It’s noon on a sunny spring day on Istiklal Caddesi. I’m walking quickly down the street, trying to be as inconspicuous as possible with my headphones in and eyes straight ahead. I notice a grinning young guy a few meters ahead motioning and saying something. Rolling my eyes and mentally ticking a box next to ‘creep’, I think of how much I hate this street and keep walking. The man keeps talking and begins walking alongside me gesturing towards the side of the street, but I ignore him and keep walking, stoic-faced and fast-paced. After a few seconds the man grabs my arm and begins pulling me to the side. Shocked by his brazen action on such a crowded street in the middle of the day, I rip my headphones out and prepare myself to throw down, thinking about how much I’ve had it up to here – HERE – with these men and their creepy antics. I’m just crafting a strange sentence in broken Turkish about shame and killing and his hairdo when I realize there’s a tinny ringing sound close behind. The guy’s face crumples in confusion as he points behind me. Sure enough, that illustrious symbol of Istanbul, the Nostalgic Tram, is hovering impatiently, complete with an “Ooof yaa!”-ing driver grumbling about yabancilar (foreigners) as I stand in the middle of the tracks completely unaware. I had been walking on the tram tracks all along and the poor guy was trying to stop me from getting steamrolled by the rickety red carriage hurtling down the street at a solid 5kph. The only thing I could do was laugh at myself, mumble thanks to the guy, and duck into the Mango outlet to hang my head in shame amidst the racks of discounted sequined sweaters.
This incident really made me realize how defensive and aggressive I had become, how much I expected the worst from men, and also how bad I am at recognizing basic traffic patterns. I don’t want to assume that everyone has bad intentions. I don’t want to believe that treating people with warmth will give people the impression that I’m on the prowl or that treating people with coldness will keep me safe because neither are inherently true. But after having so many incidents where people have mistaken friendliness for flirtation, walking on the street for solicitation, and conversation for invitation, many women would rather sacrifice manners if it could mean possibly saving themselves from experiences ranging from unpleasant to extremely dangerous.
I was in Morocco during the 2012 American presidential election and the owners of the hostel I was staying in knew I was keeping a close eye on the race. I had stayed up late at an internet café across the street the night before chatting with friends and family as the individual state results came in, but eventually I tired and resolved to wake up early to check the results. The next morning I sprinted across the street and my personal reaction to the election results was relief and happiness. Feeling good, I headed back to the hostel, but was met with several whistles, hisses, and jeers from a group of men as I crossed the street. A teenage boy then tried to talk to me, first about going on a tour to some nearby ruins and then about engaging in some no strings attached casual sex with him at 7:30 in the morning. By the time I had walked the twenty meters back to my hostel my joy had dissipated and I felt furious and disgusted. I barked at the hostel owners as they happily invited me to join them for a celebratory tea and slammed my room door in their faces. Who knows what they thought of me or my country and culture after how I had treated them?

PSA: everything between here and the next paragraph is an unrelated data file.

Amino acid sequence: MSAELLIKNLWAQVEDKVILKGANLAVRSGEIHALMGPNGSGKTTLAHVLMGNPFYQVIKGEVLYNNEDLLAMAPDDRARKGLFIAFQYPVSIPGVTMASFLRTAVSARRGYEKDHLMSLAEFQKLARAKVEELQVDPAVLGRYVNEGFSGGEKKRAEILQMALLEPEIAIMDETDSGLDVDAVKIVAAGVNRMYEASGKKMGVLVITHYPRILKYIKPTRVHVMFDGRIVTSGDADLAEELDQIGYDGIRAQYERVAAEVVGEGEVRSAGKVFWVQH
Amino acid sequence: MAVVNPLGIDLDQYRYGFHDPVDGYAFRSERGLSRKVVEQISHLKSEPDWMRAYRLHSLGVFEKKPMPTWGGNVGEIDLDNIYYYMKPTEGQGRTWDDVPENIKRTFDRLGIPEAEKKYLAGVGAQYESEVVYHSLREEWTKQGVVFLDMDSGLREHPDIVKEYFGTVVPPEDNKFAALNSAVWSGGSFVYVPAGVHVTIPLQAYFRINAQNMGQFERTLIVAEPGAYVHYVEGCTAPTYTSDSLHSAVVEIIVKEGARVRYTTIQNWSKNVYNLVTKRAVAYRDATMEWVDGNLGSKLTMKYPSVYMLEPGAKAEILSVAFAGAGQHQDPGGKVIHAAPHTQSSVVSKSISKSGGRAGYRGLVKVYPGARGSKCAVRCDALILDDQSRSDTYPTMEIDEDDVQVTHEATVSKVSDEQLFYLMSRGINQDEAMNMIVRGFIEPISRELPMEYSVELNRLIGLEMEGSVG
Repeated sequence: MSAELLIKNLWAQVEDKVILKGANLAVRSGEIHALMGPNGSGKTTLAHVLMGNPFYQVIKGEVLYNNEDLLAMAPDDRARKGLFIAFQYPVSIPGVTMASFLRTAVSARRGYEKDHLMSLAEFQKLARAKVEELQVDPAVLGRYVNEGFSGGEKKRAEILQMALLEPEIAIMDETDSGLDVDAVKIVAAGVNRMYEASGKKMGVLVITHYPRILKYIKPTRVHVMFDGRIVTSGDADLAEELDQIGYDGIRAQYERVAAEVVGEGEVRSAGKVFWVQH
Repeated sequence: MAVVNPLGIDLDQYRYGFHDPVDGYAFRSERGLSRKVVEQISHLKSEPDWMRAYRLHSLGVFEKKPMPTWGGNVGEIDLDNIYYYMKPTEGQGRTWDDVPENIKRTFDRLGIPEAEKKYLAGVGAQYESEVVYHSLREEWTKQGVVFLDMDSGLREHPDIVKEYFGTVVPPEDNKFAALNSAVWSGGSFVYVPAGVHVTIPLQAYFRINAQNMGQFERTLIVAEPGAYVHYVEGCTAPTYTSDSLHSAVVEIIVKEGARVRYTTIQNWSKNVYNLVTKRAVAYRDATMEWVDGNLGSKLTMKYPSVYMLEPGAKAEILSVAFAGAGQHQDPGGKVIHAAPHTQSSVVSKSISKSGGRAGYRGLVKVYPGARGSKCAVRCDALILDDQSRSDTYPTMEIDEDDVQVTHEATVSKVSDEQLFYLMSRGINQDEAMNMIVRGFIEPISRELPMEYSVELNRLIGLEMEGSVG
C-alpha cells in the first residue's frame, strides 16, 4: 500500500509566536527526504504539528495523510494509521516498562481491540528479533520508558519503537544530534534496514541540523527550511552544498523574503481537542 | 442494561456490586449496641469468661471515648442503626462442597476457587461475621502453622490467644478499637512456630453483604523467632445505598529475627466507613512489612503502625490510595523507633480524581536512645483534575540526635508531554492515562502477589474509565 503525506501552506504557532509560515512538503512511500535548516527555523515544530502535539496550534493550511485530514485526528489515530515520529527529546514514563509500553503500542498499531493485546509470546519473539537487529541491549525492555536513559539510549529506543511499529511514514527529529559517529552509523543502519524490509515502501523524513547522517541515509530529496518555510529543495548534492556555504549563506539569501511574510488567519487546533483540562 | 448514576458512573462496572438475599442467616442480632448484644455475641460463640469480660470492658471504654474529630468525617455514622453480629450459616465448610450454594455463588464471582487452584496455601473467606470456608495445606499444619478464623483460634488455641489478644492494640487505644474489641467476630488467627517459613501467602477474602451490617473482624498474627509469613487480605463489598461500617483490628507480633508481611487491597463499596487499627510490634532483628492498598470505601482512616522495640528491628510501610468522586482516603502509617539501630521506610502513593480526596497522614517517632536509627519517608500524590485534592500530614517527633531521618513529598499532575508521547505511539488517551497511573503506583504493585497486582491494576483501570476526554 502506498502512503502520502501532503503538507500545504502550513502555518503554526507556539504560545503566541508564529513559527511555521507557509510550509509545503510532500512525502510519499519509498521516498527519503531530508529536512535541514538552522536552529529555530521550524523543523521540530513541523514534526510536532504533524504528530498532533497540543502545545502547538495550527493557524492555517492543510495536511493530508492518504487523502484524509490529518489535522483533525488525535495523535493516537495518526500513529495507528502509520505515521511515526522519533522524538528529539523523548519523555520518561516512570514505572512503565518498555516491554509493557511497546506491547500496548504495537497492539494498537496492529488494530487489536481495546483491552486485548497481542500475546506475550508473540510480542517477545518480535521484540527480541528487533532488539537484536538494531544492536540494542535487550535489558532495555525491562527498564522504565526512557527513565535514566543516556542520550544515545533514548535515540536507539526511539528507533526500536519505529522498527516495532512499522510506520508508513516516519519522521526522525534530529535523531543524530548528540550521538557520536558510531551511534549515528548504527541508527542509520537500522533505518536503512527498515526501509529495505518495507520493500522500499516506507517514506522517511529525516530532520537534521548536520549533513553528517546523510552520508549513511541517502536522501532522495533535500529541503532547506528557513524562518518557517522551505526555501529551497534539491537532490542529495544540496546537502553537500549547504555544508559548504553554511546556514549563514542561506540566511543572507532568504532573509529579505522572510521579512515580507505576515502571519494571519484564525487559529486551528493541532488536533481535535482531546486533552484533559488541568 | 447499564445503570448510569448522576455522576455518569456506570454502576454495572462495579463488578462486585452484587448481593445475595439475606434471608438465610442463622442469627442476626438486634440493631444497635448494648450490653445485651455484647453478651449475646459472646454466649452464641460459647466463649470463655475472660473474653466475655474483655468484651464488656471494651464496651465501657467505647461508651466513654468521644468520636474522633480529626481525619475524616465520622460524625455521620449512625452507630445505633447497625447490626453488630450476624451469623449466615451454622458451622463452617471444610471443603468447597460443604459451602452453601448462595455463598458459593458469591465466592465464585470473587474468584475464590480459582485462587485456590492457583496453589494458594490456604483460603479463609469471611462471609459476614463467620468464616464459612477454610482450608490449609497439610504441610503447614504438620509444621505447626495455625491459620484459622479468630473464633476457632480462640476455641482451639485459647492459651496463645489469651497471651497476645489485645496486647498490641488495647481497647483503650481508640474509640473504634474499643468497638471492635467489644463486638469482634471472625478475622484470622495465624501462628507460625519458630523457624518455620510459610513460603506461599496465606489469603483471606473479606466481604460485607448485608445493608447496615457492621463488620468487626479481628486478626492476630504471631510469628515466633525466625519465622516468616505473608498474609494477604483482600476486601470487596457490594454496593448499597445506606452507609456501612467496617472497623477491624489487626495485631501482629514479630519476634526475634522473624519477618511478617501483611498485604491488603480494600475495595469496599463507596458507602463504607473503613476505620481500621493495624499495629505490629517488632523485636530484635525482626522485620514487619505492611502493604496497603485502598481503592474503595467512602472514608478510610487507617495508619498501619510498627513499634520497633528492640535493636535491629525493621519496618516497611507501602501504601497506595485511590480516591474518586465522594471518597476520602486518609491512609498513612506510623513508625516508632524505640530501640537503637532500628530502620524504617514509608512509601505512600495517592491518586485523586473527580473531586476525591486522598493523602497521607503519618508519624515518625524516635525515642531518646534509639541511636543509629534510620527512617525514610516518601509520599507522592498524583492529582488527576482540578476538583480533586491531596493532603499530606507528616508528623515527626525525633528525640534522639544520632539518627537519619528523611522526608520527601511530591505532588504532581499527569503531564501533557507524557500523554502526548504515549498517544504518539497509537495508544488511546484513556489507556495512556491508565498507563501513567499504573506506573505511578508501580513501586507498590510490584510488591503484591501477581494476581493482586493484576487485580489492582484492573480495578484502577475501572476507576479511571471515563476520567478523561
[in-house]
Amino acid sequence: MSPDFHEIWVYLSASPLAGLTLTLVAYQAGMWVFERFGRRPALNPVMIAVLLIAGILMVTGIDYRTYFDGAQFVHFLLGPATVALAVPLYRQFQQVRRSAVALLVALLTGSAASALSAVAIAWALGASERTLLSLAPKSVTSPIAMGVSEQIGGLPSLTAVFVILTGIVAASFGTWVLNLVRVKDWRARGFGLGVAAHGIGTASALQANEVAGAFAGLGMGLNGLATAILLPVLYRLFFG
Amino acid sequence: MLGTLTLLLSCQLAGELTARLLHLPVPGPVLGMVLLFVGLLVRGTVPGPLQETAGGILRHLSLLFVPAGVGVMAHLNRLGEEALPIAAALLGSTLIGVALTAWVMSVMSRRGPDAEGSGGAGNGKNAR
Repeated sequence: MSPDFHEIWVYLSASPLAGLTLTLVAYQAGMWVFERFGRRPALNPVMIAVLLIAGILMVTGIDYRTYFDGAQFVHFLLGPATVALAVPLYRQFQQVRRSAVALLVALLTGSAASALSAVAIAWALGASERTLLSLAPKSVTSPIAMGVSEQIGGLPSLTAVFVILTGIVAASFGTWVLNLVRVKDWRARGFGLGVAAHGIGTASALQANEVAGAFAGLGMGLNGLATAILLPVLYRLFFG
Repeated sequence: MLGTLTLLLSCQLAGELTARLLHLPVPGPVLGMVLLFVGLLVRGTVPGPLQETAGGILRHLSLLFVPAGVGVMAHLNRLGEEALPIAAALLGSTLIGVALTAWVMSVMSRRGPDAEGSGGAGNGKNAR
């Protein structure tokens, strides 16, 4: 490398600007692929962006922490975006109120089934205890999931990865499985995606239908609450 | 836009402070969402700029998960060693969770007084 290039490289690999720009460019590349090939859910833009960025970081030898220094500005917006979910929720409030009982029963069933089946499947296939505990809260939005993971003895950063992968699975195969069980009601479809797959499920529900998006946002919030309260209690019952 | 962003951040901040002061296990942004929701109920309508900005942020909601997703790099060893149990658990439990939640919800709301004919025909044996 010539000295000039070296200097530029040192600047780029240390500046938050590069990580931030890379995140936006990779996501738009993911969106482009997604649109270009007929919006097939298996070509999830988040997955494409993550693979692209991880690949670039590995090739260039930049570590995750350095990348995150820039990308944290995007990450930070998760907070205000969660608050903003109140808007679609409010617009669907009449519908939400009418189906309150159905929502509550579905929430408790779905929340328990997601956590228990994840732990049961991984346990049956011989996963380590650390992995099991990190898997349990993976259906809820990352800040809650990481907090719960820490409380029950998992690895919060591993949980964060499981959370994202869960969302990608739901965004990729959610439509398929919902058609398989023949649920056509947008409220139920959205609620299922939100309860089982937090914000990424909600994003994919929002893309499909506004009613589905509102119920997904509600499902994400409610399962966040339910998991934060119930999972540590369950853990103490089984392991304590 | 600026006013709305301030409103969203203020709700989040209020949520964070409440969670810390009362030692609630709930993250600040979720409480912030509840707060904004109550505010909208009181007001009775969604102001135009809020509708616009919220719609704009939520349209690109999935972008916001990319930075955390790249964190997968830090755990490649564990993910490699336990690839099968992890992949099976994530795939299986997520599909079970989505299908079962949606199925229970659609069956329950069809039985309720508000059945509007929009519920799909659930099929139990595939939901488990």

Street harassment leads many people to view strangers as predators rather than humans and to approach people with hostility rather than kindness. It can make a cheerful person having a perfectly good day into an irritable person who feels angry at the world. Eventually a coping mechanism of being unsociable and withdrawn derived from a fear and distrust of others can become engrained in a person’s character and even in an entire culture. Thus, for me one of the saddest effects of street harassment are the unknown missed opportunities – the polite chat between two respectful strangers that could have been struck up, the smile or joke that could have brightened someone’s day, the tourist that could have saved a lot of time wandering around had they asked the group of tea-drinking men for directions. For every person who harasses or leers at someone on the street there are thousands of others who have actively chosen not to degrade someone in public. But they aren’t the ones who stick out in our minds or influence us to treat others better.
The other day I was walking down an empty street at night when a car slowed and honked. Rolling my eyes and mentally ticking a box next to ‘creep’, I thought of how much I hate streets in general and kept walking. After a few more beeps, I glanced over, broken Turkish speech about perverts and abstract spiritual concepts at the ready. It was a single man saying ‘excuse me’ and asking for directions, which I gave him. He thanked me and went on his way.